If the answer to any 1 of these 3 questions is “No,” find another recruiter. Don’t worry, there are over 300 Joint Commission accredited recruiting agencies, you’ll find another recruiter. Your recruiter should be WORKING FOR YOU to put you in a situation that best fits your needs and sets you up to grow as a professional. The predictable next-step with any predatory recruiter is a low-ball offer to work at a facility with no other PTs but likely an ungodly number of support staff for you to supervise. In this conversation going on at the discussion board (which I highly recommend you read), one new grad mentions a job offer where he would be the only PT at the facility with 3 PTAs. Which brings another three questions to my mind:

1. If the facility needs a traveler, who is supervising the PTAs now?
2. Does a therapist supervising 3 assistants actually get to treat any patients of their own?
3. How unbelievably bad is this facility that they are willing to hire a new grad they have never met in person to be their only therapist?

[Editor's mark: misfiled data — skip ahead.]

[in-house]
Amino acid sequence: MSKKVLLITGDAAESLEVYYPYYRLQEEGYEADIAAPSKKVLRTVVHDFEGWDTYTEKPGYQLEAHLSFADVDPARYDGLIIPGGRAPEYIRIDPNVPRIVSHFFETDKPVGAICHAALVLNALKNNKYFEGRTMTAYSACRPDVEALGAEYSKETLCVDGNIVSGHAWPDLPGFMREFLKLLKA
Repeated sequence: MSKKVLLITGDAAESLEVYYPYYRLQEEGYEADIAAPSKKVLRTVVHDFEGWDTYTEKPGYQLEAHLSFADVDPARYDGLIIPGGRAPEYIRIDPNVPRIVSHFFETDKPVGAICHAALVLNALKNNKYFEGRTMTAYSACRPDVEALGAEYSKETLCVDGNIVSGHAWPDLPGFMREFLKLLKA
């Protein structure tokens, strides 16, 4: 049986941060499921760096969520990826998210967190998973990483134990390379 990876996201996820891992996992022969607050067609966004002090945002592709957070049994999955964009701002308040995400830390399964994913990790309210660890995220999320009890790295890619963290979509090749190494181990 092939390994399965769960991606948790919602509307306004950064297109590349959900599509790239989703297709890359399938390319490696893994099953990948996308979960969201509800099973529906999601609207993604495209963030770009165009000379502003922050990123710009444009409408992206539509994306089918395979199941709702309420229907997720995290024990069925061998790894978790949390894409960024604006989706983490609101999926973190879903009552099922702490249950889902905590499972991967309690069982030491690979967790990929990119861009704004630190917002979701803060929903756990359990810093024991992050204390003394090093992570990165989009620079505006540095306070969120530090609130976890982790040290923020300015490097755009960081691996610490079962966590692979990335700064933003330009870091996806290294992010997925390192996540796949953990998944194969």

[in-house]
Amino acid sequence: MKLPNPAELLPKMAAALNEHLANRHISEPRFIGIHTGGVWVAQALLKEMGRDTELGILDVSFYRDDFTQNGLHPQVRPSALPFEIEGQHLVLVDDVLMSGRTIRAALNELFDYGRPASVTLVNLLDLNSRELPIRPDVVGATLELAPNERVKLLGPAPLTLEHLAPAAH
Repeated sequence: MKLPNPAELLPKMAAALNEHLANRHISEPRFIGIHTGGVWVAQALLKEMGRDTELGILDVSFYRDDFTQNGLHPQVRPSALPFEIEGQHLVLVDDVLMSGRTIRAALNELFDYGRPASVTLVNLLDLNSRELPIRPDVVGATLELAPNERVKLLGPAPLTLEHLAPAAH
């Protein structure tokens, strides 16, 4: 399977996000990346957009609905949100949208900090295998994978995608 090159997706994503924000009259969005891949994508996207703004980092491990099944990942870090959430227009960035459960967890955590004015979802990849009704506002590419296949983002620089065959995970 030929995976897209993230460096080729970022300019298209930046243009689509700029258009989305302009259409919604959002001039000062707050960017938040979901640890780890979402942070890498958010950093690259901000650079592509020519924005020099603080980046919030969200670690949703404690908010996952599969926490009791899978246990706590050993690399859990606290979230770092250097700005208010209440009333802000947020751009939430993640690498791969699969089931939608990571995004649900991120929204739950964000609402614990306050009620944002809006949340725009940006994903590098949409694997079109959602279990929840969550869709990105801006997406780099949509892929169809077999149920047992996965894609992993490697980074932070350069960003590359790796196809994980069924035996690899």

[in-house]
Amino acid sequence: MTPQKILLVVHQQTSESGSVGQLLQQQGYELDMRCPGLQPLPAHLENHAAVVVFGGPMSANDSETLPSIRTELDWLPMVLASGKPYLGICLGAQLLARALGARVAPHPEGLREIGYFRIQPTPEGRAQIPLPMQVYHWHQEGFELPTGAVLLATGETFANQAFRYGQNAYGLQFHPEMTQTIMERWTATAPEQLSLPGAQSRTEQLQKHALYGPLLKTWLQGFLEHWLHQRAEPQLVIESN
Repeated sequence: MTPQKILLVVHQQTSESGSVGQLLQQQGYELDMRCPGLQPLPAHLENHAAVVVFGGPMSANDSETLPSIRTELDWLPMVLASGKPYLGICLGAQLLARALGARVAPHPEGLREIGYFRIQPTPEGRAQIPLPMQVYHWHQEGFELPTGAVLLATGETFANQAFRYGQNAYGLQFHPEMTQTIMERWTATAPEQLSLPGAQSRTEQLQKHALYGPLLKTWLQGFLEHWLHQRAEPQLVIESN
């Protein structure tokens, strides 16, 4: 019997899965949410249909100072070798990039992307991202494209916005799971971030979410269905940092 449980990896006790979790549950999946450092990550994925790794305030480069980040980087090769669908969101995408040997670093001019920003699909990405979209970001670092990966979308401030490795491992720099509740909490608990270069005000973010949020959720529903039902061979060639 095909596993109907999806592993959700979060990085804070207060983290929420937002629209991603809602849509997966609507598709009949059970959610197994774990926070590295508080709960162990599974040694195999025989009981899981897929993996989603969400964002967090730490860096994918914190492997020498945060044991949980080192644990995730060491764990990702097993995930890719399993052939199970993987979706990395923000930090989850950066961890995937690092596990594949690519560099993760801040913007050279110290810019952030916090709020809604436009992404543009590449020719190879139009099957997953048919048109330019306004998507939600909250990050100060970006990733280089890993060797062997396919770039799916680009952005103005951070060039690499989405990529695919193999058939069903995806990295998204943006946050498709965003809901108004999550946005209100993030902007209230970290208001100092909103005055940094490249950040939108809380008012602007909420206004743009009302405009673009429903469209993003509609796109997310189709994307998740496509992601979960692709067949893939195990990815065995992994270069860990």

Forgive me, I’m just a worried big-brother-PT trying to keep his siblings out of trouble. I know you guys are all (mostly) super-intelligent people and see the red lights flashing on this job offer, but I want to assure you that you have choices and should never-ever under any circumstances work for a recruiter who offers you a job like the one described above – pass on it, this job can be somebody else’s nightmare. I got really lucky with my first assignment, but took time looking for a recruiter that was willing to hold my hand throughout the process. Because I was working at a permanent job, I had the luxury of taking my time to research staffing agencies and search for a job. When I found the recruiter I would eventually take my first assignment with, we searched together for a job that would allow me to work in outpatient and would have other PTs around for my mentoring and growth. It took a few weeks of patience, but that assignment eventually came up. I interviewed and accepted the job, and I extended my contract there twice to ultimately stay 10 months because it was such a great fit for me and satisfied my need for growth as a new therapist – this, ideally, is what your experience should be as a new grad exploring travel therapy. Your recruiter should be some sort of a cross between a teacher and companion who can appreciate what you need in a job and what strengths you have to offer a potential employer. Here’s an older discussion board thread discussing travel as a new grad and selecting your first job.